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Wednesday, 28 May 2008
Page: 3463


Mr McCLELLAND (Attorney-General) (9:12 AM) —I move:

That this bill be now read a second time.

This bill marks an important step in evidence law reform.

Members would be aware that the Commonwealth, New South Wales, Tasmania, the Australian Capital Territory and Norfolk Island have been part of a uniform evidence law regime for over 10 years.

In 2005, the Australian, New South Wales and Victorian Law Reform commissions were asked to inquire into the operation of that regime and to propose updates and amendments. Their work took some 18 months, involved consultations in every state and territory and more than 130 written submissions. This culminated in their report, Uniform evidence law.

The commissions reported that the uniform evidence laws are working well. They found no major structural problems with the legislation or with its underlying policy. Their recommendations were aimed at fine tuning the acts and promoting uniform evidence laws that are more coherent and accessible; less complex and reform unsatisfactory and archaic aspects of the common law. These reforms will increase efficiencies for the courts, legal practitioners and business and in turn, benefit the broader community who access the courts.

In developing this bill, the Commonwealth has worked constructively with the states and territories through the Standing Committee of Attorneys-General. The standing committee established a working group which considered the report’s recommendations and developed a model bill that implemented many of the commissions’ recommendations. The model was also considered by an expert reference group. The standing committee endorsed the final model bill at its meeting in July 2007.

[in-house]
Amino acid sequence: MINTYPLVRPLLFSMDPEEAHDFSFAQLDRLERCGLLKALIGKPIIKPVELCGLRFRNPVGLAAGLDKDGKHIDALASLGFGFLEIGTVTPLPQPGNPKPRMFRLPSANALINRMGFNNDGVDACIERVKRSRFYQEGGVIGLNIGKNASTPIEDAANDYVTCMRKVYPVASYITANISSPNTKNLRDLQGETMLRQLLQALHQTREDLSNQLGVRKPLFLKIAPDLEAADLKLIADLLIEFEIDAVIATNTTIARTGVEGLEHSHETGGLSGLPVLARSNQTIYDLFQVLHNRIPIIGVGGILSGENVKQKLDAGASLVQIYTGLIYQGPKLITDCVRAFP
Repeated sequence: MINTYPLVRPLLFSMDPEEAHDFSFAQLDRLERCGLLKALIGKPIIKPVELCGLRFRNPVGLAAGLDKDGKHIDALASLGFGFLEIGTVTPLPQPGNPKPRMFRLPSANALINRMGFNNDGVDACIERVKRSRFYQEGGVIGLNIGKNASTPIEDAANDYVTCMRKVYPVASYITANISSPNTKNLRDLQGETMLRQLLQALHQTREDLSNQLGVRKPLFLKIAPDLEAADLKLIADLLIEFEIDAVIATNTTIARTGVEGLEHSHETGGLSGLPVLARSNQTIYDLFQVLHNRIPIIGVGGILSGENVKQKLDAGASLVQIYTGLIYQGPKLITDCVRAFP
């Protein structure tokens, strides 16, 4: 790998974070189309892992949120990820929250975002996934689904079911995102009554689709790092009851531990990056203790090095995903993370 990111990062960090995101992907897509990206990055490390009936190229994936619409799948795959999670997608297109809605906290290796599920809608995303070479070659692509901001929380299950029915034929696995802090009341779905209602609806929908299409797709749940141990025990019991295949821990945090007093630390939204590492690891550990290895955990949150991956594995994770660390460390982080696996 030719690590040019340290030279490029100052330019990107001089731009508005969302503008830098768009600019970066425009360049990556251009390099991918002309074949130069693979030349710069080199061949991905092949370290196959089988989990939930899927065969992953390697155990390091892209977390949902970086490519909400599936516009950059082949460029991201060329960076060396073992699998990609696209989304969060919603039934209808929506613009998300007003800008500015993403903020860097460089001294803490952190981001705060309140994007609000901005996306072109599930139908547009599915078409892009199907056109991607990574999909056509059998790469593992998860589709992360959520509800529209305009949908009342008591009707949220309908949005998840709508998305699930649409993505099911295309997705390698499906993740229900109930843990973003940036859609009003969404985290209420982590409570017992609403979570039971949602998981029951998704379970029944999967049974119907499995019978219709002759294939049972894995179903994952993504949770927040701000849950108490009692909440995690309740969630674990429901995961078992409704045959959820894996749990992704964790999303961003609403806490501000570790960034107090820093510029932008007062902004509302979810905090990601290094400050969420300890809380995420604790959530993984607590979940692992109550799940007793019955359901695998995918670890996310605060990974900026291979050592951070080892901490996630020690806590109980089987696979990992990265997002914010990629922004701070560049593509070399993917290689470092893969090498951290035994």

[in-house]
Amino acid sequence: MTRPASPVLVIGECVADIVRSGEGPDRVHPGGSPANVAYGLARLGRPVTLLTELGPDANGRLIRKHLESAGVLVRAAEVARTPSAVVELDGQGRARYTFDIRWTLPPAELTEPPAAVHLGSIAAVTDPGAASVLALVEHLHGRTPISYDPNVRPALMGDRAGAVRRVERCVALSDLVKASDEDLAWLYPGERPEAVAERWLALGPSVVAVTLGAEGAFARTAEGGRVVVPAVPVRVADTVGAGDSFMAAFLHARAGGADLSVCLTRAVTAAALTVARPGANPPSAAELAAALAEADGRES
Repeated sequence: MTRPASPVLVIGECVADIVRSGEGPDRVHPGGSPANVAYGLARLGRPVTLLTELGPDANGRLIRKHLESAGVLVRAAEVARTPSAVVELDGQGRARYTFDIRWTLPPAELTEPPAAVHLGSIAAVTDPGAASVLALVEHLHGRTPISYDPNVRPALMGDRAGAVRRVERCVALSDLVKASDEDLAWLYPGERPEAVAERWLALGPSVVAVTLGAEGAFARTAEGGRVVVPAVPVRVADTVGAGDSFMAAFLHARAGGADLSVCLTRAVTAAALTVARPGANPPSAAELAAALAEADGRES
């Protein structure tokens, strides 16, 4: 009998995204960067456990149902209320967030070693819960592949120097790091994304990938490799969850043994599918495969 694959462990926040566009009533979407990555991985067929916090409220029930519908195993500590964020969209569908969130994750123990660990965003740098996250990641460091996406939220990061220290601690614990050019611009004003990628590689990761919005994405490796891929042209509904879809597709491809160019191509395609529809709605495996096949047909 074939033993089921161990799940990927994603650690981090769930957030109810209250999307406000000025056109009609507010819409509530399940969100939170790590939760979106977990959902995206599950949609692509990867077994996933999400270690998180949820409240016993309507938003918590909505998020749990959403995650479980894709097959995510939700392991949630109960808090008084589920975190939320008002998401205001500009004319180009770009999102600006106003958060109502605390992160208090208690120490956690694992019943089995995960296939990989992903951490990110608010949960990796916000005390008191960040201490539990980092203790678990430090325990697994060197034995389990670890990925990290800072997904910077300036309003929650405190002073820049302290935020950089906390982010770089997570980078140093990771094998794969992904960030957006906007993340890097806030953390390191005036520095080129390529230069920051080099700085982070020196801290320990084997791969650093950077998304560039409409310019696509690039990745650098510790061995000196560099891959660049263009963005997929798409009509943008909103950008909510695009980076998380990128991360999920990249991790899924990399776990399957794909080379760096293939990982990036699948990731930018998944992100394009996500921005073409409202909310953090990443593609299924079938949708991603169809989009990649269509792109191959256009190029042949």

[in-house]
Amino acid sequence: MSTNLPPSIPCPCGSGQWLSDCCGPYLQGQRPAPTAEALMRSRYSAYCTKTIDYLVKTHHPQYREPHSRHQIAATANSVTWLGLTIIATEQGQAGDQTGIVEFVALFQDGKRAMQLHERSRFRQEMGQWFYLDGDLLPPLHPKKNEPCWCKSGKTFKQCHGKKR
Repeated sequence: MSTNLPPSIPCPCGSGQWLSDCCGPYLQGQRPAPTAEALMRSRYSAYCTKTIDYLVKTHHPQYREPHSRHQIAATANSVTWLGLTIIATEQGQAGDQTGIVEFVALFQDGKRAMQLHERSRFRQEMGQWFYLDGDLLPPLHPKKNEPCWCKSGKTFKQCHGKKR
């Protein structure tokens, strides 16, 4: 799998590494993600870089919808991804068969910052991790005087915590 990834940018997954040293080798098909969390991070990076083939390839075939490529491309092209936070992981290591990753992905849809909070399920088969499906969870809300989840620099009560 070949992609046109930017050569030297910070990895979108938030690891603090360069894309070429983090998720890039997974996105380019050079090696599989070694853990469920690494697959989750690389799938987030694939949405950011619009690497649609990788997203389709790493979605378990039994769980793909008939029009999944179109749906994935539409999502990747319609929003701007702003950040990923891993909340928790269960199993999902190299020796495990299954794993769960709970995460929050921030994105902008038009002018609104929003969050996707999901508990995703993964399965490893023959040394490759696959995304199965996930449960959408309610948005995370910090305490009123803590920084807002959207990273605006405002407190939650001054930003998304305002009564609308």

The Evidence Amendment Bill varies from the Standing Committee of Attorneys-General model in only two regards—it does not introduce a professional confidential relationship privilege and does not extend existing client legal privilege and public interest immunity to pre-trial proceedings. These are matters that have been canvassed in the media extensively. The government notes they are significant issues and we will be considering these matters separately.

It is appropriate that the government considers issues relating to privilege as it develops its response to the Australian Law Reform Commission report, Privilege in perspective, which I tabled earlier this year.

I can also advise that the government’s election policy, Government Information: Restoring Trust and Integrity, included commitments relating to journalist shield issues, and the government is working on implementation of these commitments.

Many of the amendments proposed in this bill today are largely technical and in some cases they address developments in case law. For example, the amendments:

  • provide further guidance on the hearsay rule;
  • introduce a general test for the coincidence rule;
  • help to ensure the reliability of admissions in criminal proceedings; and
  • provide that the court may make an advance ruling or advance finding in relation to any evidentiary issue.

This bill also contains some significant reforms. For example, it extends compellability provisions in the Evidence Act to ensure that same-sex couples cannot be compelled to give evidence against their partner. This supplements the work being done by the government to remove same-sex discrimination from a wide range of Commonwealth laws.

The compellability provisions will also be extended to provide that de facto partners who may not cohabit but are in a genuine de facto relationship will have the same right to object to giving evidence against their de facto partner in a criminal proceeding as currently exists for a married spouse.